Should I throw out expired medications?

DEAR DOCTOR K:

Sometimes the pills in my medicine cabinet reach the expiration date. Do I really need to throw them out? They can be expensive.

DEAR READER:

The two questions to ask about pills that are past their expiration date are: Do they lose their strength, and do they become toxic or harmful?

There is little evidence that outdated medications become toxic or harmful. However, some drugs do lose their potency, or effectiveness, over time. The most notable is nitroglycerin, which should be replaced every six months. The epinephrine in EpiPens also loses its potency past its expiration date. You absolutely do not want to take the risk of needing a nitroglycerin pill to treat sudden heart pain — and having the pill not work. Likewise with EpiPens to stop a severe allergic reaction.

In addition, liquid drugs are less stable than tablets or powders. Liquid drugs include oral suspensions and solutions and injectable products. As a general rule, I would get a fresh refill of liquid drugs when they pass their expiration date.

Most drugs, however, retain their strength past their expiration dates. In one study, for example, researchers tested 96 different drugs stored in their original containers. They found that more than three-quarters of these drugs would remain stable for nearly five years beyond their expiration dates. And a study of two anti-influenza drugs found that these drugs remained fully active after 25 years of storage!

Drug companies generally give their products an expiration date two to three years from the date they’re manufactured. Then, your pharmacist labels your bottle with an expiration date that’s usually one year from the day your prescription is filled. So the expiration date you see on your pill bottle is usually sooner than the expiration date the drug company has assigned your pills.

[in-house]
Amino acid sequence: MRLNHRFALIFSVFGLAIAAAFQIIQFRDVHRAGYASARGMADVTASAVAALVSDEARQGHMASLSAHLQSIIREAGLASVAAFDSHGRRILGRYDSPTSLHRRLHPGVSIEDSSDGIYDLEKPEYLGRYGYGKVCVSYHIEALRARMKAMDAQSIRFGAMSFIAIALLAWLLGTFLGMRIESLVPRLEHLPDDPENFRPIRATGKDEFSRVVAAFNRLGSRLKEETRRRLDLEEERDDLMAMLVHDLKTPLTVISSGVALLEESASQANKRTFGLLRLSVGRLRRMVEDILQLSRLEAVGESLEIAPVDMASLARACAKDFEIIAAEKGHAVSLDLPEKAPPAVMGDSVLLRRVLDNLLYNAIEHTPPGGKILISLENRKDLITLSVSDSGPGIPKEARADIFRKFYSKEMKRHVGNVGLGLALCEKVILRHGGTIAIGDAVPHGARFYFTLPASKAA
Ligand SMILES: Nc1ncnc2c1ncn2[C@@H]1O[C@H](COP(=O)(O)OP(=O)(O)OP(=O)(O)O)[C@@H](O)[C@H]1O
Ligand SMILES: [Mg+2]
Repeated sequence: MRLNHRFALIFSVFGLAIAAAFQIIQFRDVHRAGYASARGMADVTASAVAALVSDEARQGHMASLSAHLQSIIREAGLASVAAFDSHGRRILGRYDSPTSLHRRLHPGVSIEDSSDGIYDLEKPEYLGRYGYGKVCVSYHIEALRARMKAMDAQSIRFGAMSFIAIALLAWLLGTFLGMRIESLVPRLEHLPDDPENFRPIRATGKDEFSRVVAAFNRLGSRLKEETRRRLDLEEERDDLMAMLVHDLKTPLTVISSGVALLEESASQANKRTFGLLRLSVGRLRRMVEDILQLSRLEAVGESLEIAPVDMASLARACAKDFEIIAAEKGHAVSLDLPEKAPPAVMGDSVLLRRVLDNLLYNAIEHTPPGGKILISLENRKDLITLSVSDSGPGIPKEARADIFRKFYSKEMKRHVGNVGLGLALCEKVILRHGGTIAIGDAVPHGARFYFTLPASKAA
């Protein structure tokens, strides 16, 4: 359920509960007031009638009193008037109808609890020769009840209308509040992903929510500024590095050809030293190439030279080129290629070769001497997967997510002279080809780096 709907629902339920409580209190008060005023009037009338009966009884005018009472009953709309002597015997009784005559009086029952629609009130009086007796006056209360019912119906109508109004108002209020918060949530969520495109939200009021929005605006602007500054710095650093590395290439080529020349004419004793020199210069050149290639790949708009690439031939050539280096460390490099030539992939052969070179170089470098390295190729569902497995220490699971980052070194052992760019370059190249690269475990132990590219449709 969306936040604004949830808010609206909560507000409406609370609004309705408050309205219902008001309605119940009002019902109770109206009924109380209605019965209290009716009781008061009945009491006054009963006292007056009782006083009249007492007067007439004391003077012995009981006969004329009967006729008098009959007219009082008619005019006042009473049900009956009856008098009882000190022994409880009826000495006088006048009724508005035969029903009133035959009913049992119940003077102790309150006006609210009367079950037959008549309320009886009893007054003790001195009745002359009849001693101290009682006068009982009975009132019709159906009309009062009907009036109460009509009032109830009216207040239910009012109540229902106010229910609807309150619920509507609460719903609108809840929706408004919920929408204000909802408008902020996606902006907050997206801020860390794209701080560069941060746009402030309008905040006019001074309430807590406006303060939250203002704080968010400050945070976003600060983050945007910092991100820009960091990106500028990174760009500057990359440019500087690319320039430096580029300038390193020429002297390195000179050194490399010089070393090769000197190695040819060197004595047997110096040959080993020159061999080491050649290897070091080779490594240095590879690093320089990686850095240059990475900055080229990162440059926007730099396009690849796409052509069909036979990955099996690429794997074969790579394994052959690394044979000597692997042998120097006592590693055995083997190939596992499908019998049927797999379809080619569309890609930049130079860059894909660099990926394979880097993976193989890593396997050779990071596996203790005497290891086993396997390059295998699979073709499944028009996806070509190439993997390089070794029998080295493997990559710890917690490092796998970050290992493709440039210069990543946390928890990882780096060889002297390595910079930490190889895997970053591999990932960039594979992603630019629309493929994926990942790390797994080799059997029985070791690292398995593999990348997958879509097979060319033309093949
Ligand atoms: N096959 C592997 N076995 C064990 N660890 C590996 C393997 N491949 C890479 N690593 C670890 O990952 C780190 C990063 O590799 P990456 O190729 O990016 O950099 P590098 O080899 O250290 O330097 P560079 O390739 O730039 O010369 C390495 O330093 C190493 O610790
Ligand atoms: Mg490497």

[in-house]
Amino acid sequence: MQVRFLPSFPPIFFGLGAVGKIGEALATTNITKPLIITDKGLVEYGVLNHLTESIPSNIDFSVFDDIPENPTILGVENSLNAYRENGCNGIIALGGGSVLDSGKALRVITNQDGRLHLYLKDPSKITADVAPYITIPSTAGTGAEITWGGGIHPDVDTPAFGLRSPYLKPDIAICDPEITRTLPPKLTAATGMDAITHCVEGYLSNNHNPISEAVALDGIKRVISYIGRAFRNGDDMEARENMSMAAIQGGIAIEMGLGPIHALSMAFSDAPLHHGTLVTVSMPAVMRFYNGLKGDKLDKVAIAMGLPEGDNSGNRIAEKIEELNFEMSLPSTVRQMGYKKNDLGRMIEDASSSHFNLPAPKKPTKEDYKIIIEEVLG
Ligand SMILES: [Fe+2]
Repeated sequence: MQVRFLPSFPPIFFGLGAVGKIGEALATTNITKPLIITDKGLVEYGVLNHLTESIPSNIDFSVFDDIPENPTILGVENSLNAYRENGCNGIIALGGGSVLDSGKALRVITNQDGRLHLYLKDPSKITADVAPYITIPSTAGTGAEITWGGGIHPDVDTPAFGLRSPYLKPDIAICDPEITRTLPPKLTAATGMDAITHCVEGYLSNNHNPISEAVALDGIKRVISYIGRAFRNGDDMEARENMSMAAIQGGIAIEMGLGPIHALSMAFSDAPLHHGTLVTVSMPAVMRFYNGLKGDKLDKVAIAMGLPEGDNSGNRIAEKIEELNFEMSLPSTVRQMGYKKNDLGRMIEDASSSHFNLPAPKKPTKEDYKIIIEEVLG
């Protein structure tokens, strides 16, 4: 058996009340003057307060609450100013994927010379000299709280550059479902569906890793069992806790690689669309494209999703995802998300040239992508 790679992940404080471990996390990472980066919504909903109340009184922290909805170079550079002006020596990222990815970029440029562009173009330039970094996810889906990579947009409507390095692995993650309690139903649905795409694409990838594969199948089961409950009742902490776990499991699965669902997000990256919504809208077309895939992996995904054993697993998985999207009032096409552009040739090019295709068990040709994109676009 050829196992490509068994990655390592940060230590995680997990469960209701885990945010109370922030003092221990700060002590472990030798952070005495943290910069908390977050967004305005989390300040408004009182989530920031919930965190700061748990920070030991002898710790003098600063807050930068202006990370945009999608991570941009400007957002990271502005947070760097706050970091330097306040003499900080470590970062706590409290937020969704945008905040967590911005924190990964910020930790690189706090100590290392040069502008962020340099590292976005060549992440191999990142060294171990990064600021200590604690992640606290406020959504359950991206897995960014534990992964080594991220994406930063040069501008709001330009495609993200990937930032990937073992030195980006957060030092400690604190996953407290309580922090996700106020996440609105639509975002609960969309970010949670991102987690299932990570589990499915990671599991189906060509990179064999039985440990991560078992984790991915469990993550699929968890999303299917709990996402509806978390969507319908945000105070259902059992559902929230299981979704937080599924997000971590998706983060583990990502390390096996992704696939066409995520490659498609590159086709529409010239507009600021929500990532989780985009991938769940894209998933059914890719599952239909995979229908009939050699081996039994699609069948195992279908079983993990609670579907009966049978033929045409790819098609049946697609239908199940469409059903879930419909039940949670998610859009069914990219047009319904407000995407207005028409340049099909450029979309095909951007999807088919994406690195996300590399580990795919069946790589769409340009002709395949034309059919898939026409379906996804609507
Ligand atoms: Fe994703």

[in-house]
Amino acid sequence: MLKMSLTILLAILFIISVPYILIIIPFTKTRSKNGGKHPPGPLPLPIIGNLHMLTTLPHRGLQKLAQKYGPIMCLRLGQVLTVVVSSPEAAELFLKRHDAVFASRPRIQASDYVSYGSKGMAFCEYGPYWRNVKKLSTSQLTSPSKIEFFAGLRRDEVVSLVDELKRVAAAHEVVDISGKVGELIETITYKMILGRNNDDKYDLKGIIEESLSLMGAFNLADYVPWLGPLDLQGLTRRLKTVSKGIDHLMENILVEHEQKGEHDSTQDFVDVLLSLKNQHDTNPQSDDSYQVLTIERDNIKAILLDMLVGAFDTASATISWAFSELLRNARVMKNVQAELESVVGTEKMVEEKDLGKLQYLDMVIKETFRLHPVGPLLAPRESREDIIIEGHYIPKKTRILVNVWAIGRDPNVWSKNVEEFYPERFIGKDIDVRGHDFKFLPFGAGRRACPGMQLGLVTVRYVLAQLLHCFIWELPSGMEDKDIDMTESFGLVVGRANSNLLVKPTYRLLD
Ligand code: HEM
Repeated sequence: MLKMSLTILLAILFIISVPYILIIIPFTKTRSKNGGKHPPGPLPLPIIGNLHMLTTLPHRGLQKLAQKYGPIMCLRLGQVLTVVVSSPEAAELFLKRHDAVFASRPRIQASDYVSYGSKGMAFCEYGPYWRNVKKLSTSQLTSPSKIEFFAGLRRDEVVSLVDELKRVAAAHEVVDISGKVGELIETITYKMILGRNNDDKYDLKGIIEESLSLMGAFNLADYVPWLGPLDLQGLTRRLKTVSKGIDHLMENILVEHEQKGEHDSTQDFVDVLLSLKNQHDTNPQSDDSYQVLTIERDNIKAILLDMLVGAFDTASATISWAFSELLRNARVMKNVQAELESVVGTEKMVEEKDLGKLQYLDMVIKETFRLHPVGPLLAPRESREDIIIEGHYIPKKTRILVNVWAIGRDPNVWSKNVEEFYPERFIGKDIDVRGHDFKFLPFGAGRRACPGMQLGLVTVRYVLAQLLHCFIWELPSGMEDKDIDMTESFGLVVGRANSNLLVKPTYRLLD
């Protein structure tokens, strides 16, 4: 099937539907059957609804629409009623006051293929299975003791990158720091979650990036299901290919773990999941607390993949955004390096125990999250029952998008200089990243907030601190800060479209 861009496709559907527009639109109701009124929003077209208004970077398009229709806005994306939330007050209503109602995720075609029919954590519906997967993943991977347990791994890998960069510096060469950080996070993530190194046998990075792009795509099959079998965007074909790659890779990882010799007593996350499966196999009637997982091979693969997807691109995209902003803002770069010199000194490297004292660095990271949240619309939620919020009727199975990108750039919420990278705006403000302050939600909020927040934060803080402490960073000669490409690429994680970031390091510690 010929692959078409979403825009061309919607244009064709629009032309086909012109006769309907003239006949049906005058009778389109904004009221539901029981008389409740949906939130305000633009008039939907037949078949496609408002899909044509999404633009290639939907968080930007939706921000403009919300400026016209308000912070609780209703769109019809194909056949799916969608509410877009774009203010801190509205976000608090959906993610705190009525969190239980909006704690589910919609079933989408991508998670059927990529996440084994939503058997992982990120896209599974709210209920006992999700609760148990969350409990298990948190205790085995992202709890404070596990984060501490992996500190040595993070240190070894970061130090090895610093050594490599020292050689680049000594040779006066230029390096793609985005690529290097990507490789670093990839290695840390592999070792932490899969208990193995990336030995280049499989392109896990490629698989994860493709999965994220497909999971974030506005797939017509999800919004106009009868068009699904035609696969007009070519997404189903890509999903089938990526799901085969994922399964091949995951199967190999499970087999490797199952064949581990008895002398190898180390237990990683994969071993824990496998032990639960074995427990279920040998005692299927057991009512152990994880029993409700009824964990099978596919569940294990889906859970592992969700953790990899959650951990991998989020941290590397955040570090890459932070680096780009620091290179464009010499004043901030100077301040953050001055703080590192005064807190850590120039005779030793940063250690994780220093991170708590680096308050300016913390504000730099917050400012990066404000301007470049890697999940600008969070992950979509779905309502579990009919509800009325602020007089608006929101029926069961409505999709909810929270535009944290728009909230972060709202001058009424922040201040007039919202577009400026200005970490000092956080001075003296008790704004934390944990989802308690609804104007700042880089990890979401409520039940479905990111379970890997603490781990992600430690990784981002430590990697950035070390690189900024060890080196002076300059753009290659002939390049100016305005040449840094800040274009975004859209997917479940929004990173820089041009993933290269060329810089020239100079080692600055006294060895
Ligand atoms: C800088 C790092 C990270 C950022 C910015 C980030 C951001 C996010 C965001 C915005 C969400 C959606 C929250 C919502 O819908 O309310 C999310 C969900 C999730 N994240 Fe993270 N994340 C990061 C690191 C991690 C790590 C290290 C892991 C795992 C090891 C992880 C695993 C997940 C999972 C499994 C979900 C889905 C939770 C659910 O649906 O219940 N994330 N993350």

Expiration dates shouldn’t really matter with a medicine to treat a temporary problem — like taking an antibiotic for strep throat, for example. You should have swallowed the last medicine long before its expiration date.

And expiration dates shouldn’t matter for a medicine that you are supposed to take regularly for a chronic problem, such as to keep your blood pressure normal. If you are taking the medicine as prescribed, it should never have an expiration date that already has passed.

In fact, expiration dates should be an issue only when you have a medicine for a recurring temporary problem. I’m thinking of a strong pain pill for back pain that flares up from time to time, for example, or an antibiotic for a recurrent urinary tract infection.

Remember that the favorable results I mentioned apply to medications that have been stored properly. Always keep your drugs in a cool, dry place in their original containers. And toss out medicines you no longer need. Their presence in your medicine cabinet can be confusing and could cause you accidentally to take the wrong pill.

(This column is an update of one that ran originally in October 2011.)